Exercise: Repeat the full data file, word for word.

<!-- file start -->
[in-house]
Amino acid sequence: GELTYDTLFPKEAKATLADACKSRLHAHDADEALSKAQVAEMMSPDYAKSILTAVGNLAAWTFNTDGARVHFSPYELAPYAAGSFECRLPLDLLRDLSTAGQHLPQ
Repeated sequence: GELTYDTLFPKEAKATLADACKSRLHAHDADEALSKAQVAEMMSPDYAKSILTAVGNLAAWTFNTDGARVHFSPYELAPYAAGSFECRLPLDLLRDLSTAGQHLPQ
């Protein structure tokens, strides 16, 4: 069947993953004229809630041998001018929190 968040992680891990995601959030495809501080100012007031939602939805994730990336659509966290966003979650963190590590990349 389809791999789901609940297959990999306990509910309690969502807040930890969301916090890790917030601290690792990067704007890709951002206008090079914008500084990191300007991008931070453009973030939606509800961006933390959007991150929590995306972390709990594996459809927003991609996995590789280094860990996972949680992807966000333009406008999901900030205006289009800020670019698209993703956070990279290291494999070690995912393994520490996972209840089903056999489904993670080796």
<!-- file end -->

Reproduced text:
[in-house]
Amino acid sequence: GELTYDTLFPKEAKATLADACKSRLHAHDADEALSKAQVAEMMSPDYAKSILTAVGNLAAWTFNTDGARVHFSPYELAPYAAGSFECRLPLDLLRDLSTAGQHLPQ
Repeated sequence: GELTYDTLFPKEAKATLADACKSRLHAHDADEALSKAQVAEMMSPDYAKSILTAVGNLAAWTFNTDGARVHFSPYELAPYAAGSFECRLPLDLLRDLSTAGQHLPQ
């Protein structure tokens, strides 16, 4: 069947993953004229809630041998001018929190 968040992680891990995601959030495809501080100012007031939602939805994730990336659509966290966003979650963190590590990349 389809791999789901609940297959990999306990509910309690969502807040930890969301916090890790917030601290690792990067704007890709951002206008090079914008500084990191300007991008931070453009973030939606509800961006933390959007991150929590995306972390709990594996459809927003991609996995590789280094860990996972949680992807966000333009406008999901900030205006289009800020670019698209993703956070990279290291494999070690995912393994520490996972209840089903056999489904993670080796």